The one place in the world where the U.S. Congress is loved: Europe

Alex Pappas Political Reporter
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STRASBOURG, France — Believe it or not, but in the age of tea party disgust with Washington politicians, Congress is actually still quite popular.

Just not in America.

Gallup on Friday revealed that only 10 percent of Americans approved of Congress, the lowest number ever recorded. But take a trip across the Atlantic, and you’ll find something different.

Here at the seat of the European Parliament, on France’s border with Germany, politicians and officials with the European parliamentary system openly admit that they would like to emulate America’s political and legislative system.

“We are a little bit like the United States before 1913,” secretary general of the European Parliament Klaus Welle told The Daily Caller and other American journalists during a meeting in his spacious office last week.

That was the year the United States ratified the 16th amendment, wiping out constitutional restrictions on a federal income tax.

That’s something the European Union hasn’t done yet. But officials like Welle are open about their desire for the countries of the E.U. to integrate more and resemble the federal system seen in the United States.

“We have the same tensions between the state level and the European Union level and that’s why — because the setup is similar — we try to learn from your system,” Welle said.

Some European politicians, including vice president of the European Commission Viviane Reding, have called for establishing a controversial new system termed the “United States of Europe.”

“We need a two-chamber system for Europe, as in the USA,” she said last year. “One day, perhaps, we ought to have a directly-elected President of the European Commission.”

“There’s a huge potential over here,” Welle added during the meeting. “Unfortunately, we might still have to wait for some decades for this to materialize.”

TheDC traveled with seven other U.S. journalists to Belgium and Strasbourg last week on a trip organized by the European Parliament’s Washington liaison office. The purpose of the trip was clear: getting the parliament, which doesn’t always get much media attention in the U.S., on the radar of Americans and the news media.

Numerous people involved in the E.U. political system spoke of ways European politicians are emulating America’s political system. Broadly, they want the prestige and power of Congress. Specifically, officials have looked at congressional hearings and the Government Accountability Office in the Congress as processes and governmental agencies to emulate.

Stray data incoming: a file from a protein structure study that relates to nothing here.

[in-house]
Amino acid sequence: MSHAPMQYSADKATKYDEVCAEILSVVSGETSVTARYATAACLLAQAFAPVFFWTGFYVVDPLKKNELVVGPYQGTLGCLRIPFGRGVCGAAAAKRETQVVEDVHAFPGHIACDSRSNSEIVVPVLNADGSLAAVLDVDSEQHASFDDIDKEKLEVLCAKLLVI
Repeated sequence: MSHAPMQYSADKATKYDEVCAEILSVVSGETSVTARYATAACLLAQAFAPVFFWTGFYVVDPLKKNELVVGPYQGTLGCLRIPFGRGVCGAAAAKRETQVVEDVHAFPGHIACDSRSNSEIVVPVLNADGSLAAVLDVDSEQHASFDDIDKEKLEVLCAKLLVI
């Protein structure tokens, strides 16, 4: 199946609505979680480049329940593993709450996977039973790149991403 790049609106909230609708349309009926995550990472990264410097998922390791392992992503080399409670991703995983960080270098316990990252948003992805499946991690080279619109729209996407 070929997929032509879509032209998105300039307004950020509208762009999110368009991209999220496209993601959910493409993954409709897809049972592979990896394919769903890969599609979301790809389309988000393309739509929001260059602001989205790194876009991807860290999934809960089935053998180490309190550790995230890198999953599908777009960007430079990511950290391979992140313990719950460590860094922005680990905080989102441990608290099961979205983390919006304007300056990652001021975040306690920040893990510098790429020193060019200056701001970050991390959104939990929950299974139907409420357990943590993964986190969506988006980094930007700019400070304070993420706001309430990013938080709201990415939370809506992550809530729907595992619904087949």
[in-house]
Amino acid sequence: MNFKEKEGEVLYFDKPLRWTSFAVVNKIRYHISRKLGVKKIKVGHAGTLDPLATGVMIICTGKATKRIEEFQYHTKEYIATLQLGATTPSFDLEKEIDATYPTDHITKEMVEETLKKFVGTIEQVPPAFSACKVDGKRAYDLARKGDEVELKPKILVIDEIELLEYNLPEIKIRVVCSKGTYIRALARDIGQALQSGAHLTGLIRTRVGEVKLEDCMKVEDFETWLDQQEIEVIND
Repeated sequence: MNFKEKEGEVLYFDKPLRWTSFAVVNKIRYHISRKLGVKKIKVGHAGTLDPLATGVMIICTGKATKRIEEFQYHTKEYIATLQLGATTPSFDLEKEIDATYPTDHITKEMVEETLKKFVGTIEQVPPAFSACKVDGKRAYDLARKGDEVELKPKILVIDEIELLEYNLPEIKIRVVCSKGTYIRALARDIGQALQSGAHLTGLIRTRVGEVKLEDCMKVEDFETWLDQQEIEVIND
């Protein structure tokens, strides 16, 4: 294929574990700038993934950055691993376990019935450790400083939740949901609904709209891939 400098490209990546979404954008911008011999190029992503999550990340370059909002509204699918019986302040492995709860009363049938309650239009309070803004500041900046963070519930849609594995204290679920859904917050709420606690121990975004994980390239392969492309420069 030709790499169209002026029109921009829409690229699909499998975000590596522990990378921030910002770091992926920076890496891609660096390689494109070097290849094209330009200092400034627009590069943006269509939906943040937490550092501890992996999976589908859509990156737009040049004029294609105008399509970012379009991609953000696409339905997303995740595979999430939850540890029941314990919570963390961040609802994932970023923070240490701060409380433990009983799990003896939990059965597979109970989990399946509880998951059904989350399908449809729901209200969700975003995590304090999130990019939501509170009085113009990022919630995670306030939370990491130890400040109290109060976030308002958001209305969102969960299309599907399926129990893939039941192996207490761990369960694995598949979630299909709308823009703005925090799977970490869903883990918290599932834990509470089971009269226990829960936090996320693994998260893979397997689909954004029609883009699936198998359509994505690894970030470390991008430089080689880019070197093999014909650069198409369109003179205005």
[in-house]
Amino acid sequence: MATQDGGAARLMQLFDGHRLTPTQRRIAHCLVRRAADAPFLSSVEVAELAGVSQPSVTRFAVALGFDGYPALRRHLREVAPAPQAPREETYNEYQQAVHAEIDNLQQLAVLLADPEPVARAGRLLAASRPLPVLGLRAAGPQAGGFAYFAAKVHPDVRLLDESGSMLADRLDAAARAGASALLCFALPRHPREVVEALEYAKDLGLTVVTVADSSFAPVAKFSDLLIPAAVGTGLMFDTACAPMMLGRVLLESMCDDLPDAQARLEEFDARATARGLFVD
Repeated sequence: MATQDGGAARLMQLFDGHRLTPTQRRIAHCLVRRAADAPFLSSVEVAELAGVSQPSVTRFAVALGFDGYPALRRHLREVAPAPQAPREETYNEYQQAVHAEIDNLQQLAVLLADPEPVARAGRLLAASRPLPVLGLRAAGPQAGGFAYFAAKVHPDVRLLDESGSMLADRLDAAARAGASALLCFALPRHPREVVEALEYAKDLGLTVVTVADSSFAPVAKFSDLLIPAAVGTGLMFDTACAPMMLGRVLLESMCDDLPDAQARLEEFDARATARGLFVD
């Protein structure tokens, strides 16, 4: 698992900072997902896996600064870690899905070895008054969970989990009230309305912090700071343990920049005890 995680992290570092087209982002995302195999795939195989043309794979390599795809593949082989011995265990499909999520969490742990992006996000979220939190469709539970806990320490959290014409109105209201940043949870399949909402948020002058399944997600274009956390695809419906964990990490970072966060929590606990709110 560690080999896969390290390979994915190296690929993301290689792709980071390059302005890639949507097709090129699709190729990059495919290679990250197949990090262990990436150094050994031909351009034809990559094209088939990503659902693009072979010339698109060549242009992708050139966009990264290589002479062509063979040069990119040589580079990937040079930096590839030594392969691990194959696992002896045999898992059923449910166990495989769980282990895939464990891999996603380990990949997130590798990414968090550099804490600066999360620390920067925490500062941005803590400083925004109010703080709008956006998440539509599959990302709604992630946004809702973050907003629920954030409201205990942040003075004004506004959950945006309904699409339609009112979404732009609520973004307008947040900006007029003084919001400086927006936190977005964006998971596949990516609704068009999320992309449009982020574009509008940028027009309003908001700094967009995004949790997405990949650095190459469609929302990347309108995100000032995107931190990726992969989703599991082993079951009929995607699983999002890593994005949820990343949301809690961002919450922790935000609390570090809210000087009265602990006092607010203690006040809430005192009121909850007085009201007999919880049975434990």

“But one thing we try to avoid,” Welle said with a laugh, “is the popularity ratings of the U.S. Congress.”

The Ron Paul of the European Parliament

To get a sense of the staunch opposition to the idea of something like the “United States of Europe,” TheDC met with Daniel Hannan, a conservative member of the European Parliament from England, for dinner at L‘Ancienne Chapelle, a small restaurant just steps away from the magnificent Strasbourg Cathedral.

Hannan is well-known in American conservative circles for his outspokenness against European integration: He’s been on Fox News and has appeared at the Conservative Political Action Conference, the yearly confab of the conservative movement in Washington, D.C. Had he been able to vote in the 2012 presidential election, he would have voted for former Texas Republican Rep. Ron Paul, he has said.

In essence, Hannan is a member of the European Parliament but doesn’t think the European Parliament should exist. Others like him are referred to as “Euroskeptics.”

“I don’t mind the word skeptic,” he told me. “Skeptical is good. It means you want to know the truth. It means you’re looking objectively.”

Over a dinner of chicken with plums, Hannan lamented how some new members of the European Parliament become more supportive of the institution the longer they’re there, using a French phrase that translates into English as “your opinions follow how you’re earning your living.”

“I’ve seen it happen to lots of people,” Hannan said. “They’re elected as neutrals or as moderate Euroskeptics, especially if they come from countries where the salaries are low and the cost of living is cheap. They arrive here and they’re pulling an income that is four or five times what their prime minister earns. It would be unusual if this didn’t … begin to affect their view of whether it’s a good thing for them to keep their jobs.”

TheDC asked him about the European politicians who compare the E.U. to the United States government. He said the “parallel breaks down” when you look at America’s founding.

“You had a single language, you had compatible religious practices, you had the same legal system and you had a shared historical experience, that 13 colonies had just been through the same war, and had identified throughout that period as a unit,” Hannan said.

“None of those things is true in Europe,” he continued. “You have huge disparities of language, of historic experience, of political systems. There’s no pan-European party system. There’s no pan-European newspapers. There’s no pan-European public opinion.”

Hannan described the desires for European integration as reflective of the elite in European politics and not ordinary citizens of individual countries.

“I’m in favor of cosmopolitanism,” he said. “I’m all in favor of it. I’ve lived and worked all over Europe. I speak French and Spanish. Most people have not moved very far from where they were born. And those people are regarded by policy makers in Brussels with disdain and fear.”

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